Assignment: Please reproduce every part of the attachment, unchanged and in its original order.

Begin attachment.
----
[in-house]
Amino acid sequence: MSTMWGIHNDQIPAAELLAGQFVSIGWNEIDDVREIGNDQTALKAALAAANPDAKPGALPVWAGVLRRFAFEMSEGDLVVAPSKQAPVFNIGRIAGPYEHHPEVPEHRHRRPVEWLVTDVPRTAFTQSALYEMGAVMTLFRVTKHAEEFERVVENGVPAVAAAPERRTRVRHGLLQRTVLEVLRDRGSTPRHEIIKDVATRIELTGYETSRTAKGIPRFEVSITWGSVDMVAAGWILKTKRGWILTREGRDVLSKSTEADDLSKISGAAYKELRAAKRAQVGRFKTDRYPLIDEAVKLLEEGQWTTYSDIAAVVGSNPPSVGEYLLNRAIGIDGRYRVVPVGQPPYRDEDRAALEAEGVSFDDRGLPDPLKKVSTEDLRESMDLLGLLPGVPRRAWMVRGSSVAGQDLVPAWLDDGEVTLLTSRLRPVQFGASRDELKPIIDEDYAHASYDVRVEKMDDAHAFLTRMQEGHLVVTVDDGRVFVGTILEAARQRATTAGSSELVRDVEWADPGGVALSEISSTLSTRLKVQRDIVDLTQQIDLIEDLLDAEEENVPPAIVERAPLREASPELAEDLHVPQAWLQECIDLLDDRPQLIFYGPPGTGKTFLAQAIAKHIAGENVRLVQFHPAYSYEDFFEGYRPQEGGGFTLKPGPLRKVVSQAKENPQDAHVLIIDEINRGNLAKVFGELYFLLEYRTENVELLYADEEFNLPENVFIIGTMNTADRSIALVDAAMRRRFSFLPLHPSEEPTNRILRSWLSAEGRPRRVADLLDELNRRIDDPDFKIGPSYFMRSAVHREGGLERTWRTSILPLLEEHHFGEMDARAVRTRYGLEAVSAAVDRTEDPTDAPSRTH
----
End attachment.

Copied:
[in-house]
Amino acid sequence: MSTMWGIHNDQIPAAELLAGQFVSIGWNEIDDVREIGNDQTALKAALAAANPDAKPGALPVWAGVLRRFAFEMSEGDLVVAPSKQAPVFNIGRIAGPYEHHPEVPEHRHRRPVEWLVTDVPRTAFTQSALYEMGAVMTLFRVTKHAEEFERVVENGVPAVAAAPERRTRVRHGLLQRTVLEVLRDRGSTPRHEIIKDVATRIELTGYETSRTAKGIPRFEVSITWGSVDMVAAGWILKTKRGWILTREGRDVLSKSTEADDLSKISGAAYKELRAAKRAQVGRFKTDRYPLIDEAVKLLEEGQWTTYSDIAAVVGSNPPSVGEYLLNRAIGIDGRYRVVPVGQPPYRDEDRAALEAEGVSFDDRGLPDPLKKVSTEDLRESMDLLGLLPGVPRRAWMVRGSSVAGQDLVPAWLDDGEVTLLTSRLRPVQFGASRDELKPIIDEDYAHASYDVRVEKMDDAHAFLTRMQEGHLVVTVDDGRVFVGTILEAARQRATTAGSSELVRDVEWADPGGVALSEISSTLSTRLKVQRDIVDLTQQIDLIEDLLDAEEENVPPAIVERAPLREASPELAEDLHVPQAWLQECIDLLDDRPQLIFYGPPGTGKTFLAQAIAKHIAGENVRLVQFHPAYSYEDFFEGYRPQEGGGFTLKPGPLRKVVSQAKENPQDAHVLIIDEINRGNLAKVFGELYFLLEYRTENVELLYADEEFNLPENVFIIGTMNTADRSIALVDAAMRRRFSFLPLHPSEEPTNRILRSWLSAEGRPRRVADLLDELNRRIDDPDFKIGPSYFMRSAVHREGGLERTWRTSILPLLEEHHFGEMDARAVRTRYGLEAVSAAVDRTEDPTDAPSRTH